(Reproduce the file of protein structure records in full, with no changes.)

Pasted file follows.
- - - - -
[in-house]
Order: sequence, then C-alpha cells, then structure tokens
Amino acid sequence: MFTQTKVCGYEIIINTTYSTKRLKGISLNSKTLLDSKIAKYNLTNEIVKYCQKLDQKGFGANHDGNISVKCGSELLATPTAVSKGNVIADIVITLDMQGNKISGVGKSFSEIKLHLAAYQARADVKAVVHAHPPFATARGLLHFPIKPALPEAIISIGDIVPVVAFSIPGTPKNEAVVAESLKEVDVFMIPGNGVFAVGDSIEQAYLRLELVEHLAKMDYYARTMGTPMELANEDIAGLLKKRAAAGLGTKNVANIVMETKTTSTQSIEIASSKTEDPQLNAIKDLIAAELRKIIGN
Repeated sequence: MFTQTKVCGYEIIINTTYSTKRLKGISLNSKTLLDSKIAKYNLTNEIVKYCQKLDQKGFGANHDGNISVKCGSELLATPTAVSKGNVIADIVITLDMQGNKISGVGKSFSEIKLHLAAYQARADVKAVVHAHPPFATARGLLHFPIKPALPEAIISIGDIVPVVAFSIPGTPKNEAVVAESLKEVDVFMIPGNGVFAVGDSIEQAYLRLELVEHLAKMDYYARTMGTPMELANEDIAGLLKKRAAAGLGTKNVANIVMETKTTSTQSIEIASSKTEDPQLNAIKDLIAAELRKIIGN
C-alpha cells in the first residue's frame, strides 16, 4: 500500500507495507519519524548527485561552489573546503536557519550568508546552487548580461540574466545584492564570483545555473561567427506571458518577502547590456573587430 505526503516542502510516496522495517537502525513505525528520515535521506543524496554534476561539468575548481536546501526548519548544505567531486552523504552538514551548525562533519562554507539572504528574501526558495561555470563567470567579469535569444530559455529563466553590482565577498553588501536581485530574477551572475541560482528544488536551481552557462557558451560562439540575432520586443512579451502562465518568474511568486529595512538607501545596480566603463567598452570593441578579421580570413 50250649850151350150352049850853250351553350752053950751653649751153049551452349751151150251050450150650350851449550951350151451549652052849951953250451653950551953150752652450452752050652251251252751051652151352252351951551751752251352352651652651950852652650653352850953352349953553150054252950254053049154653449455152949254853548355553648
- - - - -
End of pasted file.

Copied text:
[in-house]
Order: sequence, then C-alpha cells, then structure tokens
Amino acid sequence: MFTQTKVCGYEIIINTTYSTKRLKGISLNSKTLLDSKIAKYNLTNEIVKYCQKLDQKGFGANHDGNISVKCGSELLATPTAVSKGNVIADIVITLDMQGNKISGVGKSFSEIKLHLAAYQARADVKAVVHAHPPFATARGLLHFPIKPALPEAIISIGDIVPVVAFSIPGTPKNEAVVAESLKEVDVFMIPGNGVFAVGDSIEQAYLRLELVEHLAKMDYYARTMGTPMELANEDIAGLLKKRAAAGLGTKNVANIVMETKTTSTQSIEIASSKTEDPQLNAIKDLIAAELRKIIGN
Repeated sequence: MFTQTKVCGYEIIINTTYSTKRLKGISLNSKTLLDSKIAKYNLTNEIVKYCQKLDQKGFGANHDGNISVKCGSELLATPTAVSKGNVIADIVITLDMQGNKISGVGKSFSEIKLHLAAYQARADVKAVVHAHPPFATARGLLHFPIKPALPEAIISIGDIVPVVAFSIPGTPKNEAVVAESLKEVDVFMIPGNGVFAVGDSIEQAYLRLELVEHLAKMDYYARTMGTPMELANEDIAGLLKKRAAAGLGTKNVANIVMETKTTSTQSIEIASSKTEDPQLNAIKDLIAAELRKIIGN
C-alpha cells in the first residue's frame, strides 16, 4: 500500500507495507519519524548527485561552489573546503536557519550568508546552487548580461540574466545584492564570483545555473561567427506571458518577502547590456573587430 505526503516542502510516496522495517537502525513505525528520515535521506543524496554534476561539468575548481536546501526548519548544505567531486552523504552538514551548525562533519562554507539572504528574501526558495561555470563567470567579469535569444530559455529563466553590482565577498553588501536581485530574477551572475541560482528544488536551481552557462557558451560562439540575432520586443512579451502562465518568474511568486529595512538607501545596480566603463567598452570593441578579421580570413 50250649850151350150352049850853250351553350752053950751653649751153049551452349751151150251050450150650350851449550951350151451549652052849951953250451653950551953150752652450452752050652251251252751051652151352252351951551751752251352352651652651950852652650653352850953352349953553150054252950254053049154653449455152949254853548355553648